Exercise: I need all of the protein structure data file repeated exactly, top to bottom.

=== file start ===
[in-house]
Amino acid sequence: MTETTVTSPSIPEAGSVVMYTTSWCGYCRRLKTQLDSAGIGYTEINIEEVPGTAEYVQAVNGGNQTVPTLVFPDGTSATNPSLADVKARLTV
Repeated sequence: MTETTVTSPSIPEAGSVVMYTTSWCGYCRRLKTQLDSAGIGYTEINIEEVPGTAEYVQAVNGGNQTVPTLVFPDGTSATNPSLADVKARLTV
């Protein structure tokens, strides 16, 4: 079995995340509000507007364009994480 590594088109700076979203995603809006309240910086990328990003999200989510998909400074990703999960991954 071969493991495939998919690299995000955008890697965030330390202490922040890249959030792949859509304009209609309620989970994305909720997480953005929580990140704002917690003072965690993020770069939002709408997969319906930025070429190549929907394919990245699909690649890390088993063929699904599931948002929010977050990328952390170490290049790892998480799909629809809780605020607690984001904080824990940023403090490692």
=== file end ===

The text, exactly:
[in-house]
Amino acid sequence: MTETTVTSPSIPEAGSVVMYTTSWCGYCRRLKTQLDSAGIGYTEINIEEVPGTAEYVQAVNGGNQTVPTLVFPDGTSATNPSLADVKARLTV
Repeated sequence: MTETTVTSPSIPEAGSVVMYTTSWCGYCRRLKTQLDSAGIGYTEINIEEVPGTAEYVQAVNGGNQTVPTLVFPDGTSATNPSLADVKARLTV
């Protein structure tokens, strides 16, 4: 079995995340509000507007364009994480 590594088109700076979203995603809006309240910086990328990003999200989510998909400074990703999960991954 071969493991495939998919690299995000955008890697965030330390202490922040890249959030792949859509304009209609309620989970994305909720997480953005929580990140704002917690003072965690993020770069939002709408997969319906930025070429190549929907394919990245699909690649890390088993063929699904599931948002929010977050990328952390170490290049790892998480799909629809809780605020607690984001904080824990940023403090490692």